Review: Aziz Ansari, Hammersmith Apollo

Aziz Ansari

Aziz Ansari's one-off in London last night at the Apollo was a major step up from his last visit here in 2011 when he played the intimate Soho Theatre. You can put that down to Parks & Recreation, the post-Office workplace sitcom in which Ansari plays brash, go-getting fall-guy Tom Haverford. There was no mention of the show onstage, but that did not stop a packed crowd really enjoying a slick, professional set.

After the usual riffs about airport security, taking smartphone pictures of shows and a great gag about not staying around to meet his fans after, but providing a similar looking Asian man instead, the gig really clicked into gear. The dapper, dark-suited Ansari has recently turned thirty and is seeing all of his friends suddenly get married and produce kids. Hey ho, I thought but, boy can Ansari sell a workmanlike ubiquitous gag about getting emails with baby pictures in it – "Unsubscribe!" – or a riff about wondering why if he was such a cute kid when he was growing up in South Carolina why he was never molested. And I've seen a lot of stand-ups do a lot of routines about the gay app Grindr over the years, but few have nailed it as well as Ansari.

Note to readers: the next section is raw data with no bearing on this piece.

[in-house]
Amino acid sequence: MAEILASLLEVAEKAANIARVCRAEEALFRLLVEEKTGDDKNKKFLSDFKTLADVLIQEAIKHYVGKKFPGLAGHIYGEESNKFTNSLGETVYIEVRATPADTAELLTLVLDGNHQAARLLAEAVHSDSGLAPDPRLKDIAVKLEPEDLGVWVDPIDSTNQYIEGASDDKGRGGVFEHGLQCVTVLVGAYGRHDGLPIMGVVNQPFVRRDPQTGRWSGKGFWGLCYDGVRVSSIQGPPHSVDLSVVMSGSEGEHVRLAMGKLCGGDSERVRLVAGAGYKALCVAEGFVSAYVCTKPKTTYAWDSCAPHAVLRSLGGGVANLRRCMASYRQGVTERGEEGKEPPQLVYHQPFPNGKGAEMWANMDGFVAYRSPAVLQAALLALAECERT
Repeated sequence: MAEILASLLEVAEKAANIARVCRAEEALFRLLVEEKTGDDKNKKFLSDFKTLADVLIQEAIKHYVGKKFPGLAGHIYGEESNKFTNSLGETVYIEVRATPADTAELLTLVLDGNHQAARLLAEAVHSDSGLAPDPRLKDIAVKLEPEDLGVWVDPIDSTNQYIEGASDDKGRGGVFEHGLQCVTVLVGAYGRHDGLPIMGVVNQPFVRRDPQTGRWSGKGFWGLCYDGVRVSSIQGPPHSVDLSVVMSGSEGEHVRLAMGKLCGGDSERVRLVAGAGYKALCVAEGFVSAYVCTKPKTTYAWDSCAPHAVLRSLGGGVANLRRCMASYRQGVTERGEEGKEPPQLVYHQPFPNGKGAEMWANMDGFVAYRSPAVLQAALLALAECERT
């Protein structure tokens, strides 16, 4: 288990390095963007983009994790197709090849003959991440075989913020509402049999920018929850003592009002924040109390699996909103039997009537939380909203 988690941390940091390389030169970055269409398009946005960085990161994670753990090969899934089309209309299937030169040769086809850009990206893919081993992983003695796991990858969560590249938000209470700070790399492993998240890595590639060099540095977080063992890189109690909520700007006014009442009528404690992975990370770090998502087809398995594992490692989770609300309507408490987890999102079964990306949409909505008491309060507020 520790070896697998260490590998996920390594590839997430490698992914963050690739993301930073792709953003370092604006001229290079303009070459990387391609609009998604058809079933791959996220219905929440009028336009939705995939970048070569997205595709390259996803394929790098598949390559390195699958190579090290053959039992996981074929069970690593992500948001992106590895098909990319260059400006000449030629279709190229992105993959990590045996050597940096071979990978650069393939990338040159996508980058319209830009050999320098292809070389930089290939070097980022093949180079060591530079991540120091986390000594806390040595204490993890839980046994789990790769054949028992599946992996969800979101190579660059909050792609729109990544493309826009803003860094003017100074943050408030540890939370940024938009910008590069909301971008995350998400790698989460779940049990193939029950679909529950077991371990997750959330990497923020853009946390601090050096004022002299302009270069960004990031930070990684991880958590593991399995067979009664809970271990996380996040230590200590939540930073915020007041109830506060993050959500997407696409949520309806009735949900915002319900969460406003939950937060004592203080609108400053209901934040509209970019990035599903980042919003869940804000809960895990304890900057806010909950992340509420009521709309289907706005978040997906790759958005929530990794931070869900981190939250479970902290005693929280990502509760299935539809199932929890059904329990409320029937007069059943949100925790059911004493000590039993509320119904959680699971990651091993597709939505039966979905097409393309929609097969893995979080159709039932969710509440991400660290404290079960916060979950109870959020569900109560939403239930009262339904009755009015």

One of his strongest sections was on one of comedy's most well-trodden topics, the dating game, and even if he didn't find an entirely new slant there was a tidy, economical freshness to his quips about the randomness of finding a mate based on just convenience of postcode and religion and how marriage, under close scrutiny, is basically a weird arrangement to stay with one other person until one of you dies. This latter gag reminded me of a Louis CK routine, but with much less bleakness.

Even from some pretty ropey seats at the back of the balcony Ansari's chirpy, irrepressible personality shone through. Very light on his feet too, dancing around like a featherweight boxer to act out some choice lines. And while I suspect the show is largely the same whether in London or Lubbock, Texas, the crowd warmed to his knowingly shoehorned in references to Sainsburys and M&S (a ploy he used in 2011 too, but worth repeating).

And unlike a lot of Americans who just rattle through a well-honed, bullet-proof set, Ansari did actually engage with the audience, getting plenty of mileage out of asking how couples met or how many women had received "dick photos". He was also very good at reworking the trite lyrics of songs you hear in clubs to reflect the real experience of going to a club. Perhaps best of all and certainly most surprising, there was even a subtle political undercurrent in an extended routine on tolerance when he noted how opposition to gay marriage would surely one day be viewed as absurd as racial segregation. 

Ansari's posters jokily imply that he does "comedy and magic" – The set was bookended with a sublimely subversive observational gag about how black people respond to magicians that was simultaneously brilliantly stereotyping and absolutely non-racist. While there was no conventional prestidigitation he did pull off the great trick of making everyone feel that they were getting a particularly special show.

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